SYBIS - Data Visualisation

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Data Visualisation Tips

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  • Challenge: pick the best encoding (or mapping) from many possibilities
  • SYBIS - Data Visualisation

    1. 1. TIPS FOR BETTER DATA VISUALISATION Iman Eftekhari Principal Consultant iman.eftekhari@agilebi.com.au www.agilebi.com.au
    2. 2. Agenda • What is DV? • Tips for more effective DV • Q&A
    3. 3. What is Data Visualisation?
    4. 4. A Picture is Worth a Thousand Numbers
    5. 5. Thinking With Our Eyes • 70% of body’s sense receptors reside in our eyes • “The eye and the visual cortex of the brain form a massively parallel processor that provides the highest-bandwidth channel into human cognitive centres” Colin Ware, Information Visualization, 2004 • Important to understand how visual perception works in order to effectively design visualisations
    6. 6. How the Eye Works • The eye is not a camera! • Attention is selective (filtering) • Cognitive processes • Psychophysics: concerned with establishing quantitative relations between physical stimulation and perceptual events
    7. 7. Eyes vs. Cameras • Cameras • Good optics • Single focus, white balance, exposure • Full image capture • Eyes • Relative poor optics • Constantly scanning • Constantly adjusting focus • Constantly adapting (white balance, exposure) • Mental reconstruction of image (sort of)
    8. 8. Colour is relative Same or different?
    9. 9. Colour is relative Same!
    10. 10. Basics & Principles
    11. 11. Classification of Data Types • N Nominal (labels) • Fruits: Apples, Oranges, … • O Ordinal • Quality Rating: A, AA, AAA • Q Quantitative • Interval (location of zero arbitrary) • Date, geometric point • Ratio (zero fixed) • Physical measurements, counts, amounts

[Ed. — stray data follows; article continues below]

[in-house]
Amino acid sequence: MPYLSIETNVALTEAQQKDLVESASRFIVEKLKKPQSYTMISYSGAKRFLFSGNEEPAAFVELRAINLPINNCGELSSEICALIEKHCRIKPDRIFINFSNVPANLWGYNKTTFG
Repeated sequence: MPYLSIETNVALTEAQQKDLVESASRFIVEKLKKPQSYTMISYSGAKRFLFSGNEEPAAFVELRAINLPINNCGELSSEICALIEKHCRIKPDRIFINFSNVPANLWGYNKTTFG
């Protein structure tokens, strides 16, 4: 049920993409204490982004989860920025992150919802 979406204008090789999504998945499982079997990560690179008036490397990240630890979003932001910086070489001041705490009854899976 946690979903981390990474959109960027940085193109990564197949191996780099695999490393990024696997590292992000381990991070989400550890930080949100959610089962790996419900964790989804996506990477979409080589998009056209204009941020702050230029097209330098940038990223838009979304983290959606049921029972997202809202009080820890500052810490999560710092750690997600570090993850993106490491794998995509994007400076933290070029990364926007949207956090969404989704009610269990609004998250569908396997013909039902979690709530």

12. 12. Pyramid of Scales Nominal scale Ordinal scale Interval scale Ratio scale Logical/ math operations × ÷ N N N Y + - N N Y Y < > N Y Y Y = ≠ Y Y Y Y S. S. Stevens, On the Theory of Scales of Measurement (1946)
    13. 13. Importance Ordering of Perceptual Properties
    14. 14. Effective Design • Mapping data to visual attributes: • Faster to interpret • More distinctions • Fewer errors
    15. 15. Mackinlay’s Expressiveness Criteria • A set of facts is expressible in a visual language if: The sentences (i.e. the visualisation) in the language express all the facts in the set of data, and only the facts in the data. Mackinlay, APT (A Presentation Tool), 1986
    16. 16. Cannot express the facts • Which colour is greater than the other?
    17. 17. Expressing facts not in the data • Length is interpreted as a quantitative value • Length of bar says something untrue about data
    18. 18. Effective Design • Importance Ordering • Expressiveness • Consistency
    19. 19. Relative Magnitude Estimation Most accurate Least accurate Position (common) scale Position (non-aligned) scale Length Slope Angle Area Volume Color (hue/saturation/value) Spring 2010 I 247 19
    20. 20. Bertin’s Retinal Variables Jacques Bertin, a French cartographer, Semiology of Graphics
    21. 21. Chart Chooser http://labs.juiceanalytics.com/chartchooser/index.html
    22. 22. Colour Brewer http://colorbrewer2.org
    23. 23. List of Recommended DV Tools http://selection.datavisualization.ch
    24. 24. Q&A Iman Eftekhari iman.eftekhari@agilebi.com.au

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